He undertakes his exploration using a somewhat unusual rhetorical device: he compares his exploration to archeology, digging ever more deeply through the layers of culture, religion, politics, and history as he tries to understand what could possibly have allowed one group of human beings to treat another with such inhumanity for such a long period of time.

He ultimately lays blame for racism, in America at least, to a mercantilist, Protestant culture that allowed early American colonists to rationalize that Africans were somehow subhuman and therefore exempt from a Christian application of the Golden Rule.

He describes a process of “despiritualization,” whereby “whiteness itself, like material success, became a sign of spiritual election and God's favor. Possession of white skin absolved the individual and the community of the duty to practice Jesus' teachings to love the other without regard for material qualities of body or social status.”

To succeed at maintaining this deception, he writes, slavery required the segregation of churches (so that slaves could not become free by converting to Christianity), laws against intermarriage, and laws allowing the violent restraint of slaves.

In peeling away such layers of rationalization and history, Dr. Perry offers some keen-sighted observations. He notes, for example, that although slavery was brought to America by Europeans, in Europe itself it was outlawed — something he attributes to a greater sense of spiritual law in Europe at the time. And, seeking to understand the relationship of slavery to racism, he observes that although Islam allowed trade in slaves, this was not so much connected to race as it was to conquest.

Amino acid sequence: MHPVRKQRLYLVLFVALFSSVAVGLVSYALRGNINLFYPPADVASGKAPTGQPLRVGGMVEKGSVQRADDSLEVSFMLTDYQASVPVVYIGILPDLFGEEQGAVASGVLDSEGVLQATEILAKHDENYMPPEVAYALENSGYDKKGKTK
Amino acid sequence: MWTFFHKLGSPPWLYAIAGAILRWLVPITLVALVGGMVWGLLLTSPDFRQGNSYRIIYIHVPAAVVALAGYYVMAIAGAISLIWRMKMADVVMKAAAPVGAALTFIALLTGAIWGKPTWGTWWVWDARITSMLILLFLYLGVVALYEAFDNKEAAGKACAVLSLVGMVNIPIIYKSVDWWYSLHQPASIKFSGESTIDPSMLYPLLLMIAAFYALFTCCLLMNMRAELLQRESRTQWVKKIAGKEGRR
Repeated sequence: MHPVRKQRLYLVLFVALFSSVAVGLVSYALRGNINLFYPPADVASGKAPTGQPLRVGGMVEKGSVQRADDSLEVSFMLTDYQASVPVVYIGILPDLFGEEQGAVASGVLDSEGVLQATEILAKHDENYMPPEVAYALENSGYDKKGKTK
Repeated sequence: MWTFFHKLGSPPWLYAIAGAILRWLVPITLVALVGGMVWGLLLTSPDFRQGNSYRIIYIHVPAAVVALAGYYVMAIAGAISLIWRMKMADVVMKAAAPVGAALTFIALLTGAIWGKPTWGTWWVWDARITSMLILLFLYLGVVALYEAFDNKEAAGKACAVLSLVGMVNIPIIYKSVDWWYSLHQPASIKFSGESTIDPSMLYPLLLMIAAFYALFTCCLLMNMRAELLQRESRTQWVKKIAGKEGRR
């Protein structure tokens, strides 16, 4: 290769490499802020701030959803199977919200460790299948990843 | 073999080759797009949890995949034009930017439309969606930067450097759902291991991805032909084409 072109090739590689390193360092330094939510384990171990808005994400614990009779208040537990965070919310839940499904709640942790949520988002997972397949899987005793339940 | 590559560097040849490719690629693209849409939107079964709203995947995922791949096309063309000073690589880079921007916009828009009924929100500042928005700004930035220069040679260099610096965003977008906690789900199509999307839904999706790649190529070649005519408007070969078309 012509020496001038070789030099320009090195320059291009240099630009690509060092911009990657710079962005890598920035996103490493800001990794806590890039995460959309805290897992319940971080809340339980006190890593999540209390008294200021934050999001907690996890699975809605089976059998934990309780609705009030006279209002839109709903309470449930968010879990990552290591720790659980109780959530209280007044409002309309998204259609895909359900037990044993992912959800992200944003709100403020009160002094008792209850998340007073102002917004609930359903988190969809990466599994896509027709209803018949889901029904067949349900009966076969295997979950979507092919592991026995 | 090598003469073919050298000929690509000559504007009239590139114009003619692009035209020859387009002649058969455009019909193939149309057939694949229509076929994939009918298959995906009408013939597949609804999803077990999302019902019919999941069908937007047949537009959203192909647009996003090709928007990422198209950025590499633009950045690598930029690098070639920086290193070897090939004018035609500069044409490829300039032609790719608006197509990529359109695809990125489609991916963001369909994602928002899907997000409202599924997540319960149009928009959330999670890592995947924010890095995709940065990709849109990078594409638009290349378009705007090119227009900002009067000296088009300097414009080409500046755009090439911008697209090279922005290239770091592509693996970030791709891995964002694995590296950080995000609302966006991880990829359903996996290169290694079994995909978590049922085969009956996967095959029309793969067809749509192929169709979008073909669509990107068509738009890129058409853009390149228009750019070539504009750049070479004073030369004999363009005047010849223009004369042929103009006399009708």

“In Islam, as in the Greco-Roman world, slaves were of all skin colors, races and ethnicities and were able to rise to the highest levels of society,” writes Dr. Perry, adding that “a significant number of black African slaves rose to the highest ranks in the Islamic world.”

In the end, he concludes, racism is essentially a spiritual disease, fueled by a materialistic view of the world that is largely a Western, Protestant Christian construct.

“By focusing so obsessively on humanity's physical traits — by not only speaking and writing of these traits but by creating for them laws, philosophies, sciences, elaborate institutions and complex cultural traditions — we have created another heaven, another ‘spiritual' world, contrary to the heaven described by the religions,” Dr. Perry writes.

Accordingly, he believes, the lingering effects of racism can only be eradicated through a process of “respiritualization.”

“The problem of racism does not lie in the intellect or the mind but rather in this soul world wherein one's true beliefs are created and maintained,” he writes.

The antidotes Dr. Perry offers to such ingrained beliefs include a process of widespread education in which “schools, organizations, companies and communities must declare themselves strictly in favor of the concept of the oneness of humankind and vigorously uphold that principle.”

Ultimately, he writes, eliminating racism will require action on a global level, necessitating a “new leap of consciousness” in which our “traditional, materialistic concept of humanity disappears and in its stead we find ourselves to be a reality of transcendent power.”

To the Bahá'í reader, many of the proposals put forward by Dr. Perry will be familiar. The Bahá'í Faith emphasizes racial equality and stresses especially the oneness of humanity. However, Dr. Perry's arguments do not hinge on Bahá'í theology or scripture. Rather, he carefully supports his points with extensive citations from various philosophers, theologians, and social scientists, not to mention his own analysis and observations.

The Last War is an important book, one that is dense with ideas and replete with insights into a subject about which humanity must remain vigilant.